sharp contrast to the professional judgement of CDC Director Dr. Julie
Gerberding. At the request of Senator Specter in 2003, Dr. Gerberding
provided a statement of professional judgment that $15 billion was needed
for the CDC by the year 2008. SOPHE, along with the CDC Coalition, which
consists of more than 100 health-related organizations across the nation,
strongly supports funding the agency at this level.
SOPHE also urges this subcommittee to provide $1.6 billion
in FY 2005 for CDC's National Center for Chronic Disease Prevention and
Health Promotion. More than 90 million Americans live with chronic diseases
such as heart disease, cancer, diabetes, and arthritis-related disabilities.
While chronic health problems cause seven out of ten deaths every year in
the United States, they are also some of the most preventable conditions.
Yet, approximately 95 percent of the $1.4 trillion spent on health in the
United States goes directly to medical services, while approximately 5
percent is allocated to disease prevention and health promotion.
In the field of health education, there is perhaps no more
meaningful adage than, "An ounce of prevention is worth a pound of cure."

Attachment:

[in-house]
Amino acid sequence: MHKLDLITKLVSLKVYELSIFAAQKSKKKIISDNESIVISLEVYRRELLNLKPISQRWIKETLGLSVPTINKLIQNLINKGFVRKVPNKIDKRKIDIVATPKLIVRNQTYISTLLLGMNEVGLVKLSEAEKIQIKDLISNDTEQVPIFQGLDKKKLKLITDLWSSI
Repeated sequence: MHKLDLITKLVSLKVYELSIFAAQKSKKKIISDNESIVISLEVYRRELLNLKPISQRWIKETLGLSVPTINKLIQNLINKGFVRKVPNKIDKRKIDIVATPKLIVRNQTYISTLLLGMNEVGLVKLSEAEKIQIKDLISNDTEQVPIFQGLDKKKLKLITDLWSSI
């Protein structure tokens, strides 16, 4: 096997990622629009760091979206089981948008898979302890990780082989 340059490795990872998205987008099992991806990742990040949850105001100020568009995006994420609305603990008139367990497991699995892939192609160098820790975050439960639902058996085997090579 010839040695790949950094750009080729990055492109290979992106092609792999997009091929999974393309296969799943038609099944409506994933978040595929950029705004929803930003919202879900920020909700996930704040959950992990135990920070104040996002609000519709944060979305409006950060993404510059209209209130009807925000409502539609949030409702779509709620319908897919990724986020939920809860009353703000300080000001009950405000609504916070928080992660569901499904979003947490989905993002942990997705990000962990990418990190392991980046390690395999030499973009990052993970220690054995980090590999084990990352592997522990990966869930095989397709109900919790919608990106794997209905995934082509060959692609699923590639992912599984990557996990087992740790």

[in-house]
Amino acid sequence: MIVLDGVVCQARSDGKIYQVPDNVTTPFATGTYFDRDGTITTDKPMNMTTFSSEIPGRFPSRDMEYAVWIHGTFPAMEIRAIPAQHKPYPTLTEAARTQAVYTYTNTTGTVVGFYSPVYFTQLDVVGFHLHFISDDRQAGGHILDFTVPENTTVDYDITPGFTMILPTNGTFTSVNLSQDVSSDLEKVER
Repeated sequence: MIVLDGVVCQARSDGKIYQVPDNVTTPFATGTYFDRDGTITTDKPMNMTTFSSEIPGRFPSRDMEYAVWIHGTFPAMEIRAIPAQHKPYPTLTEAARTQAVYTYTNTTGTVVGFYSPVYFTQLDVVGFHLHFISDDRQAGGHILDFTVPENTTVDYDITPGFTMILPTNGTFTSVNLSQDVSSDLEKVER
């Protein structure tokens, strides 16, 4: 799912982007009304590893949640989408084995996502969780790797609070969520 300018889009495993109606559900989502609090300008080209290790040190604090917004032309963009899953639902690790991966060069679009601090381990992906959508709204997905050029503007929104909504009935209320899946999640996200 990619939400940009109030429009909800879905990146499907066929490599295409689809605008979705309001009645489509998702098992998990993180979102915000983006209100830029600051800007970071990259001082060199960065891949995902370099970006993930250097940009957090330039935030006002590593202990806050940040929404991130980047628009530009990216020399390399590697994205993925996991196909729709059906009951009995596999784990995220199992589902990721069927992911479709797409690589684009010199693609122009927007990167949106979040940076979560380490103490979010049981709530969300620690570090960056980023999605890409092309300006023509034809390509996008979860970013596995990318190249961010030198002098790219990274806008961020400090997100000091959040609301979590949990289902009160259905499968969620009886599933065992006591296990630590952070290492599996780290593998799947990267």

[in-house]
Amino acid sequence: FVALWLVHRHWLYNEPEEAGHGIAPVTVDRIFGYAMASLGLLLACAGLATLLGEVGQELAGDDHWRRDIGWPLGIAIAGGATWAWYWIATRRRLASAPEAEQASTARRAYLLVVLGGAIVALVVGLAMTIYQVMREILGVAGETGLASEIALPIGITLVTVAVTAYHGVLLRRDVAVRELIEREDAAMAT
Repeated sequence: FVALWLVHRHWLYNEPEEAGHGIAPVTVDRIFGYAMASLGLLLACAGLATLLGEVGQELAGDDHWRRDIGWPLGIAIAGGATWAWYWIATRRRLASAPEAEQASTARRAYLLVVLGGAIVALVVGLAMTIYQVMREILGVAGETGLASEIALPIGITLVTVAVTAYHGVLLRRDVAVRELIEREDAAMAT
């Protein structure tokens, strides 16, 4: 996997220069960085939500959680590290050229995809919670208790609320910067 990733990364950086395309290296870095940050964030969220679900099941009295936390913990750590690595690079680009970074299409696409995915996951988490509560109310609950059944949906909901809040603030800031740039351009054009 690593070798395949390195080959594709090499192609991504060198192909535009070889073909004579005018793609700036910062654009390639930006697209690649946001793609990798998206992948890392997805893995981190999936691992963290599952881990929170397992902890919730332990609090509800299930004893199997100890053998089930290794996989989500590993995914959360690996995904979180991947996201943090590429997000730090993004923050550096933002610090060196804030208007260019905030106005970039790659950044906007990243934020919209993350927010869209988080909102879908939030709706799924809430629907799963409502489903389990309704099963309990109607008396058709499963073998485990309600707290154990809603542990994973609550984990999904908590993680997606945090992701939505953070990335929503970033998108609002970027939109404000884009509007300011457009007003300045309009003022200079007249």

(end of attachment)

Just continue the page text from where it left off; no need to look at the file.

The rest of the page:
This reference to "pounds" is especially fitting given SOPHE's concern over
the growing epidemic of overweight and obesity. The cost of obesity-related
disease is estimated at nearly $75 billion in 2003 dollars, and Medicare and
Medicaid finance about half of these expenses.
Recently, an article by CDC scientists in the Journal of the
American Medical Association, indicated that physical inactivity and poor
nutrition - both directly linked to overweight and obesity - closely rival
tobacco as the number one cause of morbidity and mortality. Today,
approximately 59 million adults are obese. The rate of obesity among
Hispanics has doubled in the past 10 years from 12 to 24 percent, while the
rate among African American adults is nearly 30 percent. In my native state
of Ohio, for example, 69 percent of males and 49 percent of females are
reportedly overweight. Eighty-four percent of Ohio men and 76 percent of
women reported eating fewer than five servings of fruits and vegetables per
day. Together, physical inactivity and unhealthy eating are responsible for
at least 300,000 deaths annually. We cannot stabilize, let alone reverse,
this epidemic of obesity unless concentrated resources are directed to
reducing key risk factors such as physical inactivity and unhealthy eating.
The good news is that programs in CDC's Division of
Nutrition and Physical Activity have solutions within our grasp. Through
these efforts, state health departments promote healthy eating and physical
activity by working with diverse partners such as schools, health care
providers, faith-based and community organizations, transportation agencies,
parks, businesses, developers, urban planners, and town councils. CDC
funding serves as the catalyst for partners to identify environmental and
population-based health solutions. The current funding level that the
President proposes to maintain next year at $45 million simply does not size